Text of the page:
If you counted how many times you check your email across 24 hours, you'd probably surprise yourself. Or maybe you'd frighten yourself into being less obsessed.
Recent studies show frequent checking of your emails makes you less productive with most of us checking our emails around 15 times a day.
Amantha Imber, founder of innovation consultancy Inventium recently banned email for a day.
These were the rules:
- No checking emails, no sending emails, no replying to emails.
- Only in an emergency were people allowed to search for something in their inbox if they desperately needed it for reference.
- People were officially allowed back in their inbox the following morning.
Imber told HuffPost Australia the announcement was met with mixed emotions.
"Some people were really excited to try this out. But others were worried about how they'd cope, given their reliance on email for doing their work. But when 'No Email Day' rolled around, we all stuck to it," Imber said.
"The next day, we shared our reflections as a team and talked about what we wanted to change in our own individual behaviours."
One of Imber's biggest insights was her bad habit of checking email when she's stuck on something she's working on. For her, it felt like she needed a 'hit' of email to give her a false sense of achievement.
"This is fine if it only happened once an hour, but it was happening many times an hour. So, a task that should have taken me an hour to complete, stretched out for much longer. Without email, people took control back of their day. Almost everyone reported having a more productive and proactive day than usual," Imber said.
"While the day did bring frustrations for some, the overwhelming emotions were around feeling calm and focused. People also became aware of their addiction."
The exercise also showed that most people cannot stand doing nothing. Some of the team struggled to know how to use random times, such as waiting in line for lunch, when reading emails often fill the void.
"It's as if having email in our pocket has trained us to feel either guilty or unproductive if we are not checking it during every minute of 'downtime' we have. Which is ironic, as many people complain about not having enough downtime," Imber said.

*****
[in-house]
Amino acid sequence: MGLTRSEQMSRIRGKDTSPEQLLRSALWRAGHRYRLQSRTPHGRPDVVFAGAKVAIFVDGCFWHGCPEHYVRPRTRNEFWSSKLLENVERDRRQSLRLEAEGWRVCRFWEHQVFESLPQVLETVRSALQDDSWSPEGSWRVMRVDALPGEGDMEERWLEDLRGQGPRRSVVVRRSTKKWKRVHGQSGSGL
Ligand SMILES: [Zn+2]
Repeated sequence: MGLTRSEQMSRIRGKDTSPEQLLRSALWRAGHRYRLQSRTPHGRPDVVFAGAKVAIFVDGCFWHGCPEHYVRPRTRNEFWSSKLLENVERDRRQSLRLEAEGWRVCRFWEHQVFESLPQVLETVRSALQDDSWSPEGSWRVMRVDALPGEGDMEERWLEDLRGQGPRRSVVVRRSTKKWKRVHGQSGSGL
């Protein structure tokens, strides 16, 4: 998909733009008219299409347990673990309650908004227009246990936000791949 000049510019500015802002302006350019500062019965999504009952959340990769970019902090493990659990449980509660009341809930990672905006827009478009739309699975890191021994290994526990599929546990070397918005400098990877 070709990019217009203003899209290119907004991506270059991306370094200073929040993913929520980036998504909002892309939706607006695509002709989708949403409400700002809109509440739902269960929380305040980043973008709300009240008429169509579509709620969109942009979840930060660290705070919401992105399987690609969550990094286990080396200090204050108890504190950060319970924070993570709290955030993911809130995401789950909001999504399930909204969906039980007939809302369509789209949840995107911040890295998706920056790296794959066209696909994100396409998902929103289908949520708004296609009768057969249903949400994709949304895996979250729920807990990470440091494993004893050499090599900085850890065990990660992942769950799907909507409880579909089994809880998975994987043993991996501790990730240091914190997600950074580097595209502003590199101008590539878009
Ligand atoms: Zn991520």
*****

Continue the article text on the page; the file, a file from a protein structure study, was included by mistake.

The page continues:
"A couple of people realised they'd encourage email 'conversations'. This involves ending emails with a question that needs a response, rather than trying to bring an issue to a quick resolution. This conversational style of course only serves to increase the number of emails received."
In the aftermath of the exercise, the team agreed to shut the email browser when they're not actively checking emails, set aside 'Maker Time' which means not checking email until you've finished a task that requires focus. They'll also be holding No Email Day once a month.
Amantha Imber's Email Tips
- Close your email program and turn off notifications. When the 'number' of emails in your inbox is visible, it is way too tempting to just take a quick look, which often ends up into several minutes or even hours lost in your inbox.
- Turn on an 'out of office' responder telling people you only check email once a day and to expect a delay in response.
- Set 'meetings' in your diary where you allocate time to be in your inbox. Treat them like you would any meeting, where you start and finish on time. This will help confine email interruptions to only certain parts of your day.
- Let your team know your plan in advance so they know to ask you any urgent questions prior to your 24-hour ban. Or give them the option to call you or walk over to your desk instead.
- When you turn on your 'out of office', you can explain why you're doing this. When I created an out of office responder saying I don't check emails in the morning because I spend my mornings in Maker Time, I not only had people stop expecting instant replies from me, but people would regularly tell me this idea triggered them into changing their own behaviour too.